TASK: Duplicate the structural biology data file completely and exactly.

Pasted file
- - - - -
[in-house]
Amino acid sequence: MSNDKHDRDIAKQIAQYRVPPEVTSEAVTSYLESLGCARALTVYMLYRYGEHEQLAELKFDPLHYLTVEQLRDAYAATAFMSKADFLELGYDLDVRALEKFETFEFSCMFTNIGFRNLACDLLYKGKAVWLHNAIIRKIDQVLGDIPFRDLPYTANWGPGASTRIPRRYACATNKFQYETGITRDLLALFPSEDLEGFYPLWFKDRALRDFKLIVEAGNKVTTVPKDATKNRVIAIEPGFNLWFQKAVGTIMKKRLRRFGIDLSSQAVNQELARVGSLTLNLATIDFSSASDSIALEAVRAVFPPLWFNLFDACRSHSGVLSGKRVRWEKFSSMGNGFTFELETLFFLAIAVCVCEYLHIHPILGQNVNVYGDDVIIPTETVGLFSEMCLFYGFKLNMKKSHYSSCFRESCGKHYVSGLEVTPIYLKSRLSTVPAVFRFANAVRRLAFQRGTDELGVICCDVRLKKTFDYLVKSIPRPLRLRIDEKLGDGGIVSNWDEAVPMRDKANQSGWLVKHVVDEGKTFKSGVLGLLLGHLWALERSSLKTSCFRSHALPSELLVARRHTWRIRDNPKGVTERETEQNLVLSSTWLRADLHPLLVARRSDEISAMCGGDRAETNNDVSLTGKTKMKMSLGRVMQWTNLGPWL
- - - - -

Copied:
[in-house]
Amino acid sequence: MSNDKHDRDIAKQIAQYRVPPEVTSEAVTSYLESLGCARALTVYMLYRYGEHEQLAELKFDPLHYLTVEQLRDAYAATAFMSKADFLELGYDLDVRALEKFETFEFSCMFTNIGFRNLACDLLYKGKAVWLHNAIIRKIDQVLGDIPFRDLPYTANWGPGASTRIPRRYACATNKFQYETGITRDLLALFPSEDLEGFYPLWFKDRALRDFKLIVEAGNKVTTVPKDATKNRVIAIEPGFNLWFQKAVGTIMKKRLRRFGIDLSSQAVNQELARVGSLTLNLATIDFSSASDSIALEAVRAVFPPLWFNLFDACRSHSGVLSGKRVRWEKFSSMGNGFTFELETLFFLAIAVCVCEYLHIHPILGQNVNVYGDDVIIPTETVGLFSEMCLFYGFKLNMKKSHYSSCFRESCGKHYVSGLEVTPIYLKSRLSTVPAVFRFANAVRRLAFQRGTDELGVICCDVRLKKTFDYLVKSIPRPLRLRIDEKLGDGGIVSNWDEAVPMRDKANQSGWLVKHVVDEGKTFKSGVLGLLLGHLWALERSSLKTSCFRSHALPSELLVARRHTWRIRDNPKGVTERETEQNLVLSSTWLRADLHPLLVARRSDEISAMCGGDRAETNNDVSLTGKTKMKMSLGRVMQWTNLGPWL